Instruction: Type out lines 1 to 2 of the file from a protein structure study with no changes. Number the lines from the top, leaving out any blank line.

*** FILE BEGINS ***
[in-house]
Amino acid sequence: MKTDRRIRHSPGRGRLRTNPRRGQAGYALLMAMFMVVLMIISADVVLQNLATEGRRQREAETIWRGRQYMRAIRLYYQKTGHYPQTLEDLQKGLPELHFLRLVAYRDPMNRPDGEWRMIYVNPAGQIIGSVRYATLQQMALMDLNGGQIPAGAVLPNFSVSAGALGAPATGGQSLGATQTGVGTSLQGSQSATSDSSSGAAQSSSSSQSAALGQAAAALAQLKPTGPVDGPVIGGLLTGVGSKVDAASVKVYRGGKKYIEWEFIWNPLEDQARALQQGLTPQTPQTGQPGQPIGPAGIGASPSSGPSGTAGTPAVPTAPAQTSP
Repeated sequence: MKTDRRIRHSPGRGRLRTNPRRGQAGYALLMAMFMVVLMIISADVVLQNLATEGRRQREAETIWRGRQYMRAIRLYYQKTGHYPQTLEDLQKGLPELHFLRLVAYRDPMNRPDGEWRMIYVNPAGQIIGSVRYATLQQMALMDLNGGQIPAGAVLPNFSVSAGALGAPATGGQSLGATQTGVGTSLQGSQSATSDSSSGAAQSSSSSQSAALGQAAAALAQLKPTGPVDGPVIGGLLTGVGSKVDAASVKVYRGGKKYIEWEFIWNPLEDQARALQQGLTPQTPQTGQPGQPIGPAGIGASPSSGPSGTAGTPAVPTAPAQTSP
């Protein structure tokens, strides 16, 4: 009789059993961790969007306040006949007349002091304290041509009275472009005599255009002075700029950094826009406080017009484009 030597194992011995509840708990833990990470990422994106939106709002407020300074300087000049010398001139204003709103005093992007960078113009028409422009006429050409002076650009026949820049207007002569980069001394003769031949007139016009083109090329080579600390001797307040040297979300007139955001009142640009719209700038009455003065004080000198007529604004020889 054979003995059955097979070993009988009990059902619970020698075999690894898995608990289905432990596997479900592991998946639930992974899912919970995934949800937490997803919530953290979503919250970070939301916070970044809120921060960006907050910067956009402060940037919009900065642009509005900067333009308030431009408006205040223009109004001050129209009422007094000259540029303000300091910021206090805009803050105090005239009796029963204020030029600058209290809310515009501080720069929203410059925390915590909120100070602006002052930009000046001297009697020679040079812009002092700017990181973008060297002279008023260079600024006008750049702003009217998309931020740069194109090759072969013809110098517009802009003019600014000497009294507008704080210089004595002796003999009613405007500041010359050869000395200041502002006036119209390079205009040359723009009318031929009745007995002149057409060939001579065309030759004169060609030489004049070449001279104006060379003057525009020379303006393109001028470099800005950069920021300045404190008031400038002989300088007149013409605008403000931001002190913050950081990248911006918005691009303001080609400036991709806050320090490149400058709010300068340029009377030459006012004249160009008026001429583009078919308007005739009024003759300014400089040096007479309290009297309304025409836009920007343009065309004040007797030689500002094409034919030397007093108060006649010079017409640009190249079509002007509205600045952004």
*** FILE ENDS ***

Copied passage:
[in-house]
Amino acid sequence: MKTDRRIRHSPGRGRLRTNPRRGQAGYALLMAMFMVVLMIISADVVLQNLATEGRRQREAETIWRGRQYMRAIRLYYQKTGHYPQTLEDLQKGLPELHFLRLVAYRDPMNRPDGEWRMIYVNPAGQIIGSVRYATLQQMALMDLNGGQIPAGAVLPNFSVSAGALGAPATGGQSLGATQTGVGTSLQGSQSATSDSSSGAAQSSSSSQSAALGQAAAALAQLKPTGPVDGPVIGGLLTGVGSKVDAASVKVYRGGKKYIEWEFIWNPLEDQARALQQGLTPQTPQTGQPGQPIGPAGIGASPSSGPSGTAGTPAVPTAPAQTSP